By: ISU Communications and Marketing Staff
August 26, 2009
TERRE HAUTE, Ind. - Indiana State University will dedicate a new sculpture by Illinois artist Michael Dunbar during a brief ceremony at 1 p.m. Sept. 2 near University Hall, formerly known as the Laboratory School.
The sculpture can be found at the northeast corner the building, the new home of the College of Education. Designed specifically for this site, the sculpture will become part of Indiana State's Permanent Art Collection.
His sculpture, titled "Arthur's Odyssey," reflects the ongoing odyssey of scientific exploration and makes reference to the journey every student embarks on as they study and plan for the future.
"Each student embarks on an odyssey to define their life and make a mark on civilization," Dunbar said.
The 14-foot tall work was influenced by two people with the first name of Arthur.
"One influence represents the past and the other reflects the future," he said.
When the design for the piece was finished it reminded Dunbar of something out of the movie "2001" A Space Odyssey," a movie based on a screenplay by Arthur C. Clarke.
"He was a brilliant mathematician and thinker," Dunbar said.
The day the design work was finished also coincided with the birthday of his first grandchild, Arthur Michael Davison, who goes by the nickname "Buzz."
The white, nine-ton sculpture, constructed of six-inch solid stainless steel, was crafted by Indiana State alumna, Thelda Livingston Mathews of K&M Sculpture Fabricating Division of Cassopolis, Mich.
"Arthur's Odyssey" is consistent with Dunbar's body of other works, which reflect the concepts of time, distance and space.
"They all came together in this piece," he said. "The bolts and connections can be considered visual punctuation."
Dunbar lives and works in Springfield, Ill. With more than 35 years of experience as a professional sculptor, he has had hands-on-experience with all aspects of the design, funding, fabrication, transportation and installation of large scale public sculpture.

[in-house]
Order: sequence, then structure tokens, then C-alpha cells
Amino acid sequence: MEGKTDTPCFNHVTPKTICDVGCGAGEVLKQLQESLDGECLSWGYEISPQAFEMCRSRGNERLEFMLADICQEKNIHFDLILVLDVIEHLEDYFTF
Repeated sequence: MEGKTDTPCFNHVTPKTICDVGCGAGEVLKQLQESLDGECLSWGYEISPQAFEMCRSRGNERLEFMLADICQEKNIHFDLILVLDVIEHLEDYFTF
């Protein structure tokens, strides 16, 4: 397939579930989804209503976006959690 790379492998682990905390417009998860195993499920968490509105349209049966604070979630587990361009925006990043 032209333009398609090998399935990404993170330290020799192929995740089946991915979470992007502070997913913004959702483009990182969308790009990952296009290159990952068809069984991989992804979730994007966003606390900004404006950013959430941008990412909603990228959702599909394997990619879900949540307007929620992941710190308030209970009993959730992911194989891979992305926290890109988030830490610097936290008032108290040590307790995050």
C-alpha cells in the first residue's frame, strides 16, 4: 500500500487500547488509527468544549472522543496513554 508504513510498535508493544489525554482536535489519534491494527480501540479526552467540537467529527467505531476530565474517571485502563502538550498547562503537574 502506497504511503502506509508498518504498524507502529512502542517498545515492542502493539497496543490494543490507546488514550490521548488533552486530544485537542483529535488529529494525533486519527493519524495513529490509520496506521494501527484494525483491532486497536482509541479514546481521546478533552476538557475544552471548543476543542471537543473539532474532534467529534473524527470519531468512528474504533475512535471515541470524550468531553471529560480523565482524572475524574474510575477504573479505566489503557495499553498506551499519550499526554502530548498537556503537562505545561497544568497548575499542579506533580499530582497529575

After earning his BA from Illinois State University in 1973, Dunbar returned to graduate school and obtained a master's degree in Community Arts Management from Sangamon State University, now the University of Illinois at Springfield in 1976. He also earned a master's degree in visual arts in 1980 from Illinois State. His works are installed at universities, corporate headquarters, and sculpture parks throughout the country. He exhibited in Terre Haute at the 1999 Swope Art Museum's Annual Wabash Valley Juried Exhibition.
He has been involved in a number of public arenas that have given him a unique perspective for an artist. The longest and on-going, is his tenure as the coordinator of the Art in Architecture Program for the State of Illinois since the program's inception in 1977. In that position he has been responsible for the creation, as well as the ongoing operation, of this multimillion dollar public art program. Under his guidance, the program has commissioned for the State of Illinois more than 1200 major works of public art at a cost of more than $23 million.
In 1995 he created and co-produced with Terry Karpowicz Pier Walk, the annual outdoor sculpture exhibition at Chicago's Navy Pier. Through his vision and direction, Pier Walk evolved over a period of six years, into the world's largest outdoor sculpture exhibition.
In 2006 he was the subject of the book "Michael Dunbar Sculptor," by Suzanne Deats, published by Fresco Fine Arts publishing in Albuquerque, N.M., and the subject of a feature length documentary film, "Casting Shadows," by Ben Karson, Santa Monica, Calif. in 2009.
Photo caption: Michael Dunbar (right) and grandson "Buzz" Davison, who inspired the design of the sculpture, celebrate after its installation on the Indiana State campus. (Photo by Gurinder Singh/ISU)
Contact: John Lustig, ISU Permanent Art Collection, (812) 237-4334
Writer: Paula Meyer, ISU Communications & Marketing, (812) 237-3783 or email@example.com
Indiana State University will dedicate a new sculpture by Illinois artist Michael Dunbar during a brief ceremony at 1 p.m. Sept. 2 near University Hall, formerly known as the Laboratory School.